Goya: Painter of Primal Emotions (02:23)
When he is in a coma, prominent art commentator Robert Hughes has visions of Goya’s paintings and sets out to explore the life and work of the radical artist. He explains the vast diversity of feelings and sensations in Goya’s art.
Goya: Reporter and Moralist (03:11)
Though Goya (1746-1828) lived 200 years ago, his themes and subjects are similar to what all humans experience. Goya is the royal court painter, satirist, and war recorder, with equal taste in refinement and brutality as well as the weird and unpredictable.
Goya: Painter of Light and Dark (02:15)
Two paintings of same subject sum up huge changes in Goya. "St. Isidro's Meadow" is an impressionistic depiction of happy, fashionable young people. Thirty years later, "The Pilgrimage of San Isidro" depicts dark figures like demons in an irrational world.
Goya: Enigmatic Painter (02:33)
Few artists have changed as drastically as Goya. The enigma of his life—that was raised in a poor, stony village in a family that was not poor—contributes to the harsh landscape that become part of his later work.
Goya's Early Paintings (04:15)
Some of Goya’s most spectacular works are generally unseen by the public. In the 1770s, Goya paints murals in a Carthusian monastery, where visitors are seldom allowed. Goya paints himself into several of the murals.
Goya's Success in Madrid (05:57)
Goya returns to Madrid in 1774 with the Bayeu brothers. Goya makes his name as a tapestry designer and learns how to please clients. Over 130 of Goya's works remain in Madrid's Prada Museum.
Goya: Court Painter (02:56)
Goya's big year for success comes in 1788 when Charles IV makes Goya his chief court painter. Some critics find Goya's portraits of the royal family cartoon-like, but it is more obvious that Goya's paintings deliberately intend to flatter the royal family.
Goya and His Women (06:16)
The Prada's exhibition "Goya and His Women" displays the enormous range of the artist's portrayal of females. His eye for detail earns him the reputation as “the greatest topographer of femaleness that Europe has ever known.” Goya's Duchess of Alba paintings arouses much speculation about her relationship with the artist.
Goya's Deafness (03:48)
At first Goya experiences great financial and social success in Madrid. In 1792, illness strikes Goya, leaving him permanently deaf. This frees him to become a "painter of the soul," and thereafter, he paints what he wants to paint and is not hesitant to make money where he can.
Goya's World of Madness and Witchcraft (05:24)
After his deafness struck, Goya's paintings of the 1790s depict intense violence and irrationality. These private, smaller paintings ("cabinet pictures") depict disasters and bad places such as prisons and madhouses. The most powerful image of Goya's inverted world is witchcraft.
Goya the Satirist (06:49)
Goya publishes a series of plates called “The Caprices,” his most satirical—and often hideous—etchings, showing humankind at its most foolish and miserable. He mocks monks, priests, quacks, doctors, pretentious aristocrats, and lovers. The enterprise, however, is a commercial flop.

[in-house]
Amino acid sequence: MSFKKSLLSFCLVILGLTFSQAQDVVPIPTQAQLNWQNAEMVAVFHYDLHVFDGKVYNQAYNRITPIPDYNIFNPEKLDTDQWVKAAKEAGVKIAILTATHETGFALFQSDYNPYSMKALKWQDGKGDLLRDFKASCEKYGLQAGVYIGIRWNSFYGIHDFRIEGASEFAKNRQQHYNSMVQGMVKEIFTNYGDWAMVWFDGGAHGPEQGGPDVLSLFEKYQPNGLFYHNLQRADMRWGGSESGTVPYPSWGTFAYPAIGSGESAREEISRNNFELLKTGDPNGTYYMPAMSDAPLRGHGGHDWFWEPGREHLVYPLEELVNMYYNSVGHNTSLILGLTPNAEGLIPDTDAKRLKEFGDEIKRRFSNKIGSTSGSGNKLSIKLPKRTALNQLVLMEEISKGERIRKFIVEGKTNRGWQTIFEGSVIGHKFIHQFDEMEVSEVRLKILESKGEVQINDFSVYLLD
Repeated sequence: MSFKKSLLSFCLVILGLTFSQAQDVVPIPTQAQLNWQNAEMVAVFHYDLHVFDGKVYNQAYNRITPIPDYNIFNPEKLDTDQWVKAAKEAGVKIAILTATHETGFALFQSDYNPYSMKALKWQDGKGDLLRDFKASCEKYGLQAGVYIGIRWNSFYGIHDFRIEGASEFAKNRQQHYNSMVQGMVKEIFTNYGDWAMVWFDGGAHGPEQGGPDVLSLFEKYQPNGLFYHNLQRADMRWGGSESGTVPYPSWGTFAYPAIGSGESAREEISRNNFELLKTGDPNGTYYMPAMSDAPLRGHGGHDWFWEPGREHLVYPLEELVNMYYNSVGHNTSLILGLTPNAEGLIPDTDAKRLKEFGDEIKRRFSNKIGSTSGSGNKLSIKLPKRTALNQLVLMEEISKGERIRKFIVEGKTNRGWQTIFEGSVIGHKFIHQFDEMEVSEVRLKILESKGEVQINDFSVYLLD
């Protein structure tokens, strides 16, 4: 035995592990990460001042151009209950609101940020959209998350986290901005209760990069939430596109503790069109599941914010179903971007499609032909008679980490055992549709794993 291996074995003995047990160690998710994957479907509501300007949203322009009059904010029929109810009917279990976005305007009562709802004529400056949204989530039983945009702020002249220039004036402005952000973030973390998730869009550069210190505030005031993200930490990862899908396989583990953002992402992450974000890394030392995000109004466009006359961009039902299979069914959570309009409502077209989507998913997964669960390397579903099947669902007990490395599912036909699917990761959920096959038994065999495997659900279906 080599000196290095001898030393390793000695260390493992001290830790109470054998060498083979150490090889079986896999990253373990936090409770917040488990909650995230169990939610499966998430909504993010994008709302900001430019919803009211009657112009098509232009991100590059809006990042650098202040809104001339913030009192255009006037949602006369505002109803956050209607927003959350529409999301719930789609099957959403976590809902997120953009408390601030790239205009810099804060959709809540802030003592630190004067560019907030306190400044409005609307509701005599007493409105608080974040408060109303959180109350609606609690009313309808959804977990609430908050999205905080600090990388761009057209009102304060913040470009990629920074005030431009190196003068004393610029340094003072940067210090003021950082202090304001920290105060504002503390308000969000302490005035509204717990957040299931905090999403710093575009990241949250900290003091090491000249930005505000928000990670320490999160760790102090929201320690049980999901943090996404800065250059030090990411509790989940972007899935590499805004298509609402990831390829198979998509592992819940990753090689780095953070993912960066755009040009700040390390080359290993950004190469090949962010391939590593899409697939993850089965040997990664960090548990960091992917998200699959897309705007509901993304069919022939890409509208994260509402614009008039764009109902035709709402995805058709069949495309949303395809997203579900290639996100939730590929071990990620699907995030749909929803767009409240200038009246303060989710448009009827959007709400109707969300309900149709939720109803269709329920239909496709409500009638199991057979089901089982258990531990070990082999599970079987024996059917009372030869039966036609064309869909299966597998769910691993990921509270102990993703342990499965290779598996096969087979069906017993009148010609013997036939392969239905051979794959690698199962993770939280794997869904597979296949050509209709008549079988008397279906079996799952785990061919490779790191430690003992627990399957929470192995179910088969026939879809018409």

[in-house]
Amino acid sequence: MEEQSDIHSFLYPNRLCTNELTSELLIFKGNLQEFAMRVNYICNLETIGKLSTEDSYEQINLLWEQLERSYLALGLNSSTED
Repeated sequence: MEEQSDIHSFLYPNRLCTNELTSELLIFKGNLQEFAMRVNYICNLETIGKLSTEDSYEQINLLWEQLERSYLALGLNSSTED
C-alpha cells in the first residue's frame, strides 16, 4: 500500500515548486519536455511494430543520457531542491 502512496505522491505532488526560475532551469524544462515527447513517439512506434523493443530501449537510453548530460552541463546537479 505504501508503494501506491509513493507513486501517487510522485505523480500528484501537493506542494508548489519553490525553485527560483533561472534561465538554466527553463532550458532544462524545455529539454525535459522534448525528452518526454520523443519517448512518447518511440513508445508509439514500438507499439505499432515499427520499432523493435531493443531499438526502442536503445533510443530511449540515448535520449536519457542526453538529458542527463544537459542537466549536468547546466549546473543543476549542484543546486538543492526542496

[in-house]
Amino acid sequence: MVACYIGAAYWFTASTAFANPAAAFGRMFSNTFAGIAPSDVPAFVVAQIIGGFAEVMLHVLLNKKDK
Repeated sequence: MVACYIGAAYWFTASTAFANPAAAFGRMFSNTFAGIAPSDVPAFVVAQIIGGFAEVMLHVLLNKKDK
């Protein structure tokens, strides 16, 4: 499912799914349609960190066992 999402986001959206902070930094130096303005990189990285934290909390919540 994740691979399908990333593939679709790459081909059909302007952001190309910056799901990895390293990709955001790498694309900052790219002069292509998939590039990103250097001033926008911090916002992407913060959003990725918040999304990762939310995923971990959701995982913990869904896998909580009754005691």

Goya the Faithful (01:57)
Goya's last great church commission is the decoration of the dome and vaults of St. Antonio de la Florida. His paintings display a vast theater of human emotion—wonder, doubt, gaping curiosity, dumb piety, and Goya's faith in common people.
Goya: War Reporter (05:42)
Madrid rebel against Napoleon's mercenaries on May 2, 1808, and all insurgents are shot without trials. Ultimately, Spain wins against the greatest war machine in Europe. Goya creates "The Disasters of War," a monumental series of the darkest images of war.
Goya's "The Third of May" (03:36)
In 1814, Goya completes two of his most famous paintings: "The Second of May," and "The Third of May." Robert Hughes points out the grand and tragic construction of the painting, the anonymity of the killers, and the bright act of defiance on the face of the "Christ of the people."
Goya's Images of the Bullfight (05:23)
In Goya's day, the bullring is central to Spanish identity. Goya's paintings capture this period like photographs would today. His etchings chronicle the spectacles of the bullfight as well as the tabloid-like sensations of the bullring when the bull jumps the barrier and gores the crowd.
Goya's Dark Paintings (05:16)
When Goya is into his seventies, his glory days of the court are over. One son remains alive, and illness still preys upon Goya. As a painter, Goya reaches deep into himself and brings out something grand and frightening and unexpected.
Goya: Authentic Genius (02:44)
As an old man, Goya is mad at the world, and also mad within himself, or "crazy like a genius," as Leon Golub notes. This combination of fury and control reveals the genius of Goya. His themes are universal such as the madness of religion and profiteering.
Goya in Exile and Goya's Legacy (03:42)
In 1824, no longer able to bear the Spain of Ferdinand VII, Goya requests to leave Spain for France. Given permission, Goya does not plan to return. He arrives in France old, clumsy, weak, and without a word of French. Nevertheless, he is deliciously happy. Goya dies on April 16, 1828.
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